2. Heat large skillet on medium-high heat, add oil. Sauté onion for 1 to 2 minutes until it starts to become translucent. Add purslane; stir to cook for another 2 minutes. Add diced tomato, jalapeno and garlic; sauté about 1 minute to reduce the juice from the fresh tomato. Using a spatula, push the purslane mixture to the sides to make a space to scramble the eggs. Scramble the eggs for another few minutes and mix the eggs and purslane together. Season with salt and pepper.
  3. Serve warm with corn tortillas and topped with queso fresco and salsa. I prefer mine without salsa, personally--the taste of these tacos stands great alone!
*Tip: While the onion sautes, slice your jalapeno in half lengthwise, remove seeds, and place on a piece of foil under your broiler (skin side up). When the skin starts to blacken, remove and shape the foil up into a small tent with the pepper halves inside. After a few minutes of steaming inside the foil tent, the skins will slide right off the pepper pieces, and then you can dice them for the recipe. Turn broiler off and place your corn tortillas in the oven to warm them while the recipe cooks!

This recipe was featured on SpecialtyProduce :)


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  1. I've never heard of purslane before... now I'm curious if we have some growing in our backyard! Any tips on where it likes to thrive outside of herb beds? I'm going to do some research on it to try + find where it might hide :)

    1. Caitlin, you may be surprised and find it right under your nose once you know what you're looking for. This stuff grows EVERYWHERE...even in the cracks of sidewalks. I have it not only in my herb beds, but in my tomatoes, in a gravel patch, and in random bare spots in the backyard. I think you will have an easy time finding it...good luck! :)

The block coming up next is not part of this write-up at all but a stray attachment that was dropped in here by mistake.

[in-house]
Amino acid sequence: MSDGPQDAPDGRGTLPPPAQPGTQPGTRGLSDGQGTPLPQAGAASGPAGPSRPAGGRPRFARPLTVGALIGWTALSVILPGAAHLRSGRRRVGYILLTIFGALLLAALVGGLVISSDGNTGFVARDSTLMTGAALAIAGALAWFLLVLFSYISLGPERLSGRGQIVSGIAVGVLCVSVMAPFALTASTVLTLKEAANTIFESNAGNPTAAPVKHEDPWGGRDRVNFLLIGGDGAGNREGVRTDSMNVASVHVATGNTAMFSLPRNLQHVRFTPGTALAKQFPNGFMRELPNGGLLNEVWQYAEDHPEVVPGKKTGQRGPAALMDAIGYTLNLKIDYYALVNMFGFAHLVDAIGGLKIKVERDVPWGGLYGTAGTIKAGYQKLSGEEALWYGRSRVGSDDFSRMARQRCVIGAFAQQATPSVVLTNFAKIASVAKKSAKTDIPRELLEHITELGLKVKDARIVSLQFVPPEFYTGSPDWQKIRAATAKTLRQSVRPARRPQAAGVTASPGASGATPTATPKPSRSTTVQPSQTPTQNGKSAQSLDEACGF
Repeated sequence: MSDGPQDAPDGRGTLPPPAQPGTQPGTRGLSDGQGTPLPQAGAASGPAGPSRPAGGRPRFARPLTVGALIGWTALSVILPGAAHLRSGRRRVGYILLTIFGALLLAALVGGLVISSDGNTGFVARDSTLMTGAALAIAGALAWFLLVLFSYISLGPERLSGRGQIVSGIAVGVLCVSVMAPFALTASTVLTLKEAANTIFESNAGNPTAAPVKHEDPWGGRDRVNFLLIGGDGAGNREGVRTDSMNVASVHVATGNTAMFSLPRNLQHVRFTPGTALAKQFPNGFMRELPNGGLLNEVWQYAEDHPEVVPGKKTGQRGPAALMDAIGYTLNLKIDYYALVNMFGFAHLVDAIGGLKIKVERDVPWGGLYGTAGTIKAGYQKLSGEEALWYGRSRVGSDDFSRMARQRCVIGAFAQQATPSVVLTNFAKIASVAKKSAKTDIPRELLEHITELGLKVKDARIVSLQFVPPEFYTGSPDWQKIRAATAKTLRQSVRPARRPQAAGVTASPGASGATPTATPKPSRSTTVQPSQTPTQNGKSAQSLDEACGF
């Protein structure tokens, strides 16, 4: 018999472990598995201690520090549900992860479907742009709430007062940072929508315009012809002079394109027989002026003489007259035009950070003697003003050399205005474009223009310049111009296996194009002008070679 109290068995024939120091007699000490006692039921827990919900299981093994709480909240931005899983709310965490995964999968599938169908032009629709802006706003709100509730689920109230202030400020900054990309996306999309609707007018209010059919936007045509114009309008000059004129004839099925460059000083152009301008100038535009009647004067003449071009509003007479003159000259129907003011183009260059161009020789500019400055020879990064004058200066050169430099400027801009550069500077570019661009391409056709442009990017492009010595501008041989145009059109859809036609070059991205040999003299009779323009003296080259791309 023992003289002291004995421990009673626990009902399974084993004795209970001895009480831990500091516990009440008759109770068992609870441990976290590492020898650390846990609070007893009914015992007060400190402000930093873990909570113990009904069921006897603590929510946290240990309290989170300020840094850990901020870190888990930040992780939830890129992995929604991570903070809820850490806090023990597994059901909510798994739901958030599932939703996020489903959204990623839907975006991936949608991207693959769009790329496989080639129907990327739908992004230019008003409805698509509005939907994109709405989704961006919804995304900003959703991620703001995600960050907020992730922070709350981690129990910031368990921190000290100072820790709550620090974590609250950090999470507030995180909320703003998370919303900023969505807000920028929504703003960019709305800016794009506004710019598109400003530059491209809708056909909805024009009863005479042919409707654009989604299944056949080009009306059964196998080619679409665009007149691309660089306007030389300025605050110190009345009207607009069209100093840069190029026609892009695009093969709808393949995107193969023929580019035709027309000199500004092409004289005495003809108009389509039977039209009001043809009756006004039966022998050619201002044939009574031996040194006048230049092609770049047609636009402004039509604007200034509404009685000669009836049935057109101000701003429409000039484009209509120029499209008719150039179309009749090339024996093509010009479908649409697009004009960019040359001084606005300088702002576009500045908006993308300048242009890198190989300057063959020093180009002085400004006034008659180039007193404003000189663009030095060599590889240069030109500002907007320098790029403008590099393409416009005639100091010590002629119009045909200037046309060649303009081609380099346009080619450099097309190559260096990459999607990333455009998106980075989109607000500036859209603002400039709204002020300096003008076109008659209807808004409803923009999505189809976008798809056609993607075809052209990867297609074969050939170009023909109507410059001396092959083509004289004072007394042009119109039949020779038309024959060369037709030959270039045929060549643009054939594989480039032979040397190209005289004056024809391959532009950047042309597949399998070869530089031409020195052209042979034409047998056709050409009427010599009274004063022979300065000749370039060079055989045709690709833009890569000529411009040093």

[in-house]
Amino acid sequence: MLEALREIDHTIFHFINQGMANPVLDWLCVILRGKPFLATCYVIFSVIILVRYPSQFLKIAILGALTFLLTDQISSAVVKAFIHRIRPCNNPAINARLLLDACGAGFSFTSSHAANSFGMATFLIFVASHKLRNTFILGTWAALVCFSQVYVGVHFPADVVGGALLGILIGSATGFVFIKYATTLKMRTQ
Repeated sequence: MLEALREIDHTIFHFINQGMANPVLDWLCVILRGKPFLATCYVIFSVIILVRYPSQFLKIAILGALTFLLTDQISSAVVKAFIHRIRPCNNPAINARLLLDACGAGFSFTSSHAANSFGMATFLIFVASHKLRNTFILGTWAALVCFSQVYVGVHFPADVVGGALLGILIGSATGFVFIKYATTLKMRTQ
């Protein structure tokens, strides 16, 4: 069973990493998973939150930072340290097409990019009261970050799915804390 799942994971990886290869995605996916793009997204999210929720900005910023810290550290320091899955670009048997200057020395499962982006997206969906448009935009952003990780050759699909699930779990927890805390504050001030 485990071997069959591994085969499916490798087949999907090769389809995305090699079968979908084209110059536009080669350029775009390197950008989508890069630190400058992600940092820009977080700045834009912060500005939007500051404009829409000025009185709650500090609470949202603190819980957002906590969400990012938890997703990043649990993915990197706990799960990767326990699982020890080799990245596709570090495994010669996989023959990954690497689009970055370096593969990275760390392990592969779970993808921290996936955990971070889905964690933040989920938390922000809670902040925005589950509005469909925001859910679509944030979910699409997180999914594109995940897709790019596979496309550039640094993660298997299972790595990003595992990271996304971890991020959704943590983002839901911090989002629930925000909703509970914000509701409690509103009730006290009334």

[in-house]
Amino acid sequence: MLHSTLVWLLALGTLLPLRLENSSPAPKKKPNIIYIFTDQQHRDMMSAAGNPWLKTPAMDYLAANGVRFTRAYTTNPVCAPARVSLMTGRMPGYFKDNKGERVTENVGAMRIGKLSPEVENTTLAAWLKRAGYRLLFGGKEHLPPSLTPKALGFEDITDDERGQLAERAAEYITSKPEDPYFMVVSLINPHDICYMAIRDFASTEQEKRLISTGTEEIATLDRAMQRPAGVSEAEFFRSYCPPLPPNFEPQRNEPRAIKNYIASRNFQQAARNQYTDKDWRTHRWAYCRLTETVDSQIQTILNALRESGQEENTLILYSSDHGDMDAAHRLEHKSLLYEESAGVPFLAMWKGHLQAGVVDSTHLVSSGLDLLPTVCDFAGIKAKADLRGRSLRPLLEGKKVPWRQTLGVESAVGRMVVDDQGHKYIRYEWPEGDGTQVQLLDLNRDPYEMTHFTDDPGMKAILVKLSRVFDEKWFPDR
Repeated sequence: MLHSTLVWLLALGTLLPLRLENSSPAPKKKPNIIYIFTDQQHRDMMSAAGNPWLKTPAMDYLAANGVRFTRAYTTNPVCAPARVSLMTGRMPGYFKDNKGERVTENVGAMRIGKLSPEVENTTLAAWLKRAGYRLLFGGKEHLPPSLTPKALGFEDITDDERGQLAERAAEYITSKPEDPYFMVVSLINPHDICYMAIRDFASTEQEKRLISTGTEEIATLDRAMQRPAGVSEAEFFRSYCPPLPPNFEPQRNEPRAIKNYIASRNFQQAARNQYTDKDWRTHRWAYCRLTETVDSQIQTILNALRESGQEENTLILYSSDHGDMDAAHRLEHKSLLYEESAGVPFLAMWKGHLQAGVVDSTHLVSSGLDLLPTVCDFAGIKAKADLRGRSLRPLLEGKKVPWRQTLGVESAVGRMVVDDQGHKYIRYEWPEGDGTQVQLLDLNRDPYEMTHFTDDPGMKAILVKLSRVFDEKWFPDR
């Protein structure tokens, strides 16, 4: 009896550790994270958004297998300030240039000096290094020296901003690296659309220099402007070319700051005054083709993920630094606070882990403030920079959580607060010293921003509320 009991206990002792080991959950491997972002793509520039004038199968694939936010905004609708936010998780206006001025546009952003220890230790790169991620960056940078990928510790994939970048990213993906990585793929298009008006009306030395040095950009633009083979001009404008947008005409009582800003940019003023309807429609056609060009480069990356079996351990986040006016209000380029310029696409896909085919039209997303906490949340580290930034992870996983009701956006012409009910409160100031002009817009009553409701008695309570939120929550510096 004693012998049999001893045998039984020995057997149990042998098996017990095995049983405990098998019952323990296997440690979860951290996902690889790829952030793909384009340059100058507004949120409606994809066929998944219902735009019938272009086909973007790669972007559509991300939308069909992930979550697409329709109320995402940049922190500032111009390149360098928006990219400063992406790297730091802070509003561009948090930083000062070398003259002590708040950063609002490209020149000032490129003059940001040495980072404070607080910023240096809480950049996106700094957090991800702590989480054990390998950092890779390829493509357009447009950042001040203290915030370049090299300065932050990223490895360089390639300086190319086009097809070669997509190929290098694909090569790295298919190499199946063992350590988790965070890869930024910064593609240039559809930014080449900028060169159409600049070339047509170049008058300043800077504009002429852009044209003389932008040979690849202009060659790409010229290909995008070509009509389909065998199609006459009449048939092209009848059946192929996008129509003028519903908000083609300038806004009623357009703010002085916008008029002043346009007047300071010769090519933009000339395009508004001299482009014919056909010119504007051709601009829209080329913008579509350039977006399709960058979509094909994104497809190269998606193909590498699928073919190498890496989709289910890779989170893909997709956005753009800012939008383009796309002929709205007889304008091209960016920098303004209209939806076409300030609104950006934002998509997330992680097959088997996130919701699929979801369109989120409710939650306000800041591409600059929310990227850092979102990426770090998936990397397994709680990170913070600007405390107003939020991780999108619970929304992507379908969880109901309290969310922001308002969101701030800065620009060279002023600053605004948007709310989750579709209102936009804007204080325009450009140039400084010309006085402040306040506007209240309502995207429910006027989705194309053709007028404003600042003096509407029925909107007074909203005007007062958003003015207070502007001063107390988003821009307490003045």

2. Ahhh how I miss Purslane! It is widely available in Turkey and people love it so much we have a cultivated variety. But I always prefer the red stemmed wild variety over that. We mostly cook it as a stew with tomato and wee bit of rice to give texture. My mother also makes a salad mixed with yogurt. Delicious!

    1. Nihal, I had heard before that there is a cultivated variety, and I'm thinking of trying to grow it. For now, thought, he wild stuff is all over my place! I will have to try it with a yogurt salad. I'm thinking maybe purslane, cucumber, yogurt and garlic?

    2. You are better off with the wild one. The cultivated variety has a slightly different texture, a bit more watery i guess.. That salad is so simple that i never paid attention how they do it. Hopefully I will next time when I am there...

    3. Ah, yes, you must bring back a recipe for me. :)

  3. LOVE this super healthy recipe for using one of my favorite forgeables! Thank you so much for this post. I've pinned it to cook next time we grab a handful of Purslane!

    1. Thanks so much for commenting! I had somehow missed this when you originally posted. I hope you were able to try making purslane tacos. It won't be too much longer that this luscious 'weed' will start popping out of the ground again. :)

  4. This is great! I got a lot growing in my lawn. Now I know what to do with them. Thank you for posting.

    1. I hope you enjoy! This is such a nutrition powerhouse, often overlooked as just a lowly weed. Thanks for the comment!